Next morning, less than a
kilometre North of Leitrim Village found us ready to negotiate Moonstone
through her first 'push-button' lock.
(The term 'Lock' can become confusing. The arrangement by which a boat changes
altitude is a lock … spelling and pronunciation the same as the security device
on a door. Almost – but not quite - a homophone, is the local appellation for a
lake, which is: ‘lough’; in itself similar in pronunciation to the Scottish:
‘loch’ … as in Loch Lomond.)
The water in these regions is stained a deep amber colour, by dint of all the 'peat' suspended therein. The effect of this in agitated water may have been the inspiration of Ireland's national drink ... stout'!
The locks on the Shannon-Erne Waterway are electrically self-operated, although lock-keepers are plentiful, and universally friendly, informative and obliging characters … chatty to the point of garrulousness.
At one point on the journey we thought we might have crossed the border, as - sparse though they were - the navigational signs changed from red OR green, to red AND white. It was a while before it dawned upon us that the change in signage merely denoted that we were now, officially, on the Erne, rather than the Shannon. Regardless of being either in the Republic or in the Province, the River Erne (and its loughs) navigate using, solely, the red and white beacons.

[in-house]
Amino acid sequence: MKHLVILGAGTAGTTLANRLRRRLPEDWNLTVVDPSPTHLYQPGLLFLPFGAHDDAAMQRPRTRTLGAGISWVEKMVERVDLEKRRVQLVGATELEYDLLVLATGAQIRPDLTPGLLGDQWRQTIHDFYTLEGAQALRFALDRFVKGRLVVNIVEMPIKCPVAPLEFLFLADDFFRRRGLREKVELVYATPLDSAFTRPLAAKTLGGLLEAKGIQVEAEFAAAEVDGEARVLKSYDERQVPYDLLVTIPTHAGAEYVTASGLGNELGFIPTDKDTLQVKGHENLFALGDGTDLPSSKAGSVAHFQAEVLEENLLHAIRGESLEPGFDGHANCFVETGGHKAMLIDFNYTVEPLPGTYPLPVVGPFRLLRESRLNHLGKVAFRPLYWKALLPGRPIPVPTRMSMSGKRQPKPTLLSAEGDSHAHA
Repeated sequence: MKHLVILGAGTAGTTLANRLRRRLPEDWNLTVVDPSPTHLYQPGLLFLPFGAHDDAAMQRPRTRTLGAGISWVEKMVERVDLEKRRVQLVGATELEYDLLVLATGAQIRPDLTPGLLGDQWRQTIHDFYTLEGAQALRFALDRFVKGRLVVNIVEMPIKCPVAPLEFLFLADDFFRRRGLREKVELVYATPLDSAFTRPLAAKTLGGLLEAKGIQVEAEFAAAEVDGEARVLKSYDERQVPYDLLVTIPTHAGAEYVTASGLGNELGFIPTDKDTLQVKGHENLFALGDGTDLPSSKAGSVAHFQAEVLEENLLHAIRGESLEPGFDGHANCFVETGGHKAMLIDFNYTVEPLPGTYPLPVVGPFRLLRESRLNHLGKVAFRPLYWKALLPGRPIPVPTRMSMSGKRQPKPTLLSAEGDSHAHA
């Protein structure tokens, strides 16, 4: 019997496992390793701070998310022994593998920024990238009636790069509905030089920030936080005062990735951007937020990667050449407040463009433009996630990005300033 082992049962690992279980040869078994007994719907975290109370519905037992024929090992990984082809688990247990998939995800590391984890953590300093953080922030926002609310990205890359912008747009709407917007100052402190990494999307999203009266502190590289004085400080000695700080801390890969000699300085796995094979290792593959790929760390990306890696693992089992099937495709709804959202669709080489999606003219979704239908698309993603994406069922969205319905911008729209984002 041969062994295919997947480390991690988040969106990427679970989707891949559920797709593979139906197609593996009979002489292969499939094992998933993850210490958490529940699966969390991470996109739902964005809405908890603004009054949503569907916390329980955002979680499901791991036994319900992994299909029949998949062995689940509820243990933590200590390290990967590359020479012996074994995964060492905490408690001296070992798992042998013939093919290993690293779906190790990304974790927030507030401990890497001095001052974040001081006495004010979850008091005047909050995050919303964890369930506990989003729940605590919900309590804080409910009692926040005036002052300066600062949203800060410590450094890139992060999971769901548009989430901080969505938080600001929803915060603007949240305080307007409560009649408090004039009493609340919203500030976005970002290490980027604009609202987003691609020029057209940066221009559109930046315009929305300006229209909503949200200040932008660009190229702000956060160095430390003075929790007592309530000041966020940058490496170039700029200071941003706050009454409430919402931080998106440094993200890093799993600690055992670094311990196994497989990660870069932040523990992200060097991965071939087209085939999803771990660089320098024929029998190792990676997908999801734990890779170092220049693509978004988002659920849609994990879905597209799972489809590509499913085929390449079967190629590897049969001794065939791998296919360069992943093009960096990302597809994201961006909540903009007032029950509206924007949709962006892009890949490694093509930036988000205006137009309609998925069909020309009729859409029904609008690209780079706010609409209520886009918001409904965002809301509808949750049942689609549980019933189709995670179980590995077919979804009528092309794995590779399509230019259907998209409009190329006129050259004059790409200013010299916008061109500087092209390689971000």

Of the two Lough Ernes, Upper Lough Erne (the southerly one) is the least open, with a plethora of islands both large and small. This provides plenty of shelter and few 'long reaches' for swells to develop; so it’s much more suited to the particular characteristics of a narrowboat, designed for the placidity of the U.K. canals and the occasional river. Being on a narrowboat in such (comparatively) large stretches of open water, can be daunting; and ‘keeping a weather-eye peeled’ is a basic requirement. We take Moonstone on these loughs/lakes only after duly consulting several forecasts.
However, weather awareness is only one difference from U.K. canalling. In our four years of cruising in England and Wales, we never felt any requirement to carry binoculars. For watery peregrinations in Ireland; we have come to realise that these vision-enhancers are indispensable. I make no claims to be any sort of navigator, and the ubiquitous and essential Nicholson’s Waterways Guides make navigation of Britain’s canals almost laughably easy … certainly in comparison to our current life. This is not to disparage Waterways Ireland’s estimable publications such as the ‘Navigational Guide to the Shannon and Erne Waterways’. For a start it’s MUCH bigger than any of the Nicholson’s publications … in fact unwieldy. A full 16 inches by 12; and considerably smaller in scale, therefore – of necessity – rather less detailed.On a lough with multitudinous islands, this make the post (Lyn’s) of ‘Navigator’s Assistant’ of inestimable importance. With four possible islands for which to choose, independent observers might consider some of our choices of course to be ‘meandering’ … to say the least. Nonetheless; ‘lost’ is only a viable concept if one stays lost; or requires to be ‘found’ (rescued!) by some outside agency. Mind you ... the unbounded joy occasioned by the resolution of some imbroglio of pilotage is not easily communicated to those who’s wayfinding suffers no such shortcomings.